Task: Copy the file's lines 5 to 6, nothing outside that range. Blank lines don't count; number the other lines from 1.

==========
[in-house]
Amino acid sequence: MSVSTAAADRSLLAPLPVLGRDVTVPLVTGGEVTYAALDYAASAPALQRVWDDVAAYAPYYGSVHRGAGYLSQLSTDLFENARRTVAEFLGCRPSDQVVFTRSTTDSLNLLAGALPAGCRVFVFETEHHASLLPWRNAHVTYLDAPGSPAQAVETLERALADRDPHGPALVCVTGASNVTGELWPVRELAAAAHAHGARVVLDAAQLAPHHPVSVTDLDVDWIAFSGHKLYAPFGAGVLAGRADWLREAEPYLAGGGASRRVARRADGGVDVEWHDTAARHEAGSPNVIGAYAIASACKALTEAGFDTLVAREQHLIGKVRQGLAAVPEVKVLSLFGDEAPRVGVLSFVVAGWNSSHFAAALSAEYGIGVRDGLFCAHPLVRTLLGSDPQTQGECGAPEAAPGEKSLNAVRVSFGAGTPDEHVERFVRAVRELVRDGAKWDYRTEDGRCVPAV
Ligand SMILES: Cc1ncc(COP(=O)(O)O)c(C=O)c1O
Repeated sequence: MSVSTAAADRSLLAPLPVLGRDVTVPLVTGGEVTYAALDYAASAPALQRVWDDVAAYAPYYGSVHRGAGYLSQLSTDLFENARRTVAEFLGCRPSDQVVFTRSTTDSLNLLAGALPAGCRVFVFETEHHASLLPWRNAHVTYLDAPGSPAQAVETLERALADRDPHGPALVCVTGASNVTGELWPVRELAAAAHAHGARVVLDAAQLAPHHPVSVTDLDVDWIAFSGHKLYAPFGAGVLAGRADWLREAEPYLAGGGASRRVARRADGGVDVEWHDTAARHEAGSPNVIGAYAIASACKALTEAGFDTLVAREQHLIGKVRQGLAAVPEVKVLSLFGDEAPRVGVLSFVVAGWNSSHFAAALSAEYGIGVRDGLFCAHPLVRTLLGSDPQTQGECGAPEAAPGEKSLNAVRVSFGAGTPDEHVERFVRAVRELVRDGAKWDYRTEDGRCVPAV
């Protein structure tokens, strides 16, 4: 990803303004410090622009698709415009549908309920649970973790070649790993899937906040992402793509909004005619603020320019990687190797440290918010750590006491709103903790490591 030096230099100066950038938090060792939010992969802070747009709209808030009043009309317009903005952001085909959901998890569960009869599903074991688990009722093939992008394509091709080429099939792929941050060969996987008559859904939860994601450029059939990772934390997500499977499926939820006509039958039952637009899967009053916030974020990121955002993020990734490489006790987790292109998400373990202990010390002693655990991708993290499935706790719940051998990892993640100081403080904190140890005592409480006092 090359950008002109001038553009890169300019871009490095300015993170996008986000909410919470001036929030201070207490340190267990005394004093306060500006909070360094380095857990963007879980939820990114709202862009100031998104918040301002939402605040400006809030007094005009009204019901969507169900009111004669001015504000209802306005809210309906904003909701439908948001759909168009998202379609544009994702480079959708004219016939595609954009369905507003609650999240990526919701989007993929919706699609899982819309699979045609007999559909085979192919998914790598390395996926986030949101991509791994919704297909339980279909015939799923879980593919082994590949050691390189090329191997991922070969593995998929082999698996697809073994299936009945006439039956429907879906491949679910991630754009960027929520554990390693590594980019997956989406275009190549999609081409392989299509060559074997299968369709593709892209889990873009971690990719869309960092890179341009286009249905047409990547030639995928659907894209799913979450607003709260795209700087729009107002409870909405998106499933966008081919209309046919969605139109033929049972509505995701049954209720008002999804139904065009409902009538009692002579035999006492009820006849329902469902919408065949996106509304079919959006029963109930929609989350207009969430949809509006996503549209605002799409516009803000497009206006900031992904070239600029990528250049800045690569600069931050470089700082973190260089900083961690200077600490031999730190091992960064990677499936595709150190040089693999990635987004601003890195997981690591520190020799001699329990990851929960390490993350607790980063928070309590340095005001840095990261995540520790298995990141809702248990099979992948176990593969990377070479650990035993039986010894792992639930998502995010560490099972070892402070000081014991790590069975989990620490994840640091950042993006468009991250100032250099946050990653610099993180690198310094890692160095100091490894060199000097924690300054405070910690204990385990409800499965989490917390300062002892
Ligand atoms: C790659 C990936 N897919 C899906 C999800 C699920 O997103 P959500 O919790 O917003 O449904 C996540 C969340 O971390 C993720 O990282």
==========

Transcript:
């Protein structure tokens, strides 16, 4: 990803303004410090622009698709415009549908309920649970973790070649790993899937906040992402793509909004005619603020320019990687190797440290918010750590006491709103903790490591 030096230099100066950038938090060792939010992969802070747009709209808030009043009309317009903005952001085909959901998890569960009869599903074991688990009722093939992008394509091709080429099939792929941050060969996987008559859904939860994601450029059939990772934390997500499977499926939820006509039958039952637009899967009053916030974020990121955002993020990734490489006790987790292109998400373990202990010390002693655990991708993290499935706790719940051998990892993640100081403080904190140890005592409480006092 090359950008002109001038553009890169300019871009490095300015993170996008986000909410919470001036929030201070207490340190267990005394004093306060500006909070360094380095857990963007879980939820990114709202862009100031998104918040301002939402605040400006809030007094005009009204019901969507169900009111004669001015504000209802306005809210309906904003909701439908948001759909168009998202379609544009994702480079959708004219016939595609954009369905507003609650999240990526919701989007993929919706699609899982819309699979045609007999559909085979192919998914790598390395996926986030949101991509791994919704297909339980279909015939799923879980593919082994590949050691390189090329191997991922070969593995998929082999698996697809073994299936009945006439039956429907879906491949679910991630754009960027929520554990390693590594980019997956989406275009190549999609081409392989299509060559074997299968369709593709892209889990873009971690990719869309960092890179341009286009249905047409990547030639995928659907894209799913979450607003709260795209700087729009107002409870909405998106499933966008081919209309046919969605139109033929049972509505995701049954209720008002999804139904065009409902009538009692002579035999006492009820006849329902469902919408065949996106509304079919959006029963109930929609989350207009969430949809509006996503549209605002799409516009803000497009206006900031992904070239600029990528250049800045690569600069931050470089700082973190260089900083961690200077600490031999730190091992960064990677499936595709150190040089693999990635987004601003890195997981690591520190020799001699329990990851929960390490993350607790980063928070309590340095005001840095990261995540520790298995990141809702248990099979992948176990593969990377070479650990035993039986010894792992639930998502995010560490099972070892402070000081014991790590069975989990620490994840640091950042993006468009991250100032250099946050990653610099993180690198310094890692160095100091490894060199000097924690300054405070910690204990385990409800499965989490917390300062002892
Ligand atoms: C790659 C990936 N897919 C899906 C999800 C699920 O997103 P959500 O919790 O917003 O449904 C996540 C969340 O971390 C993720 O990282």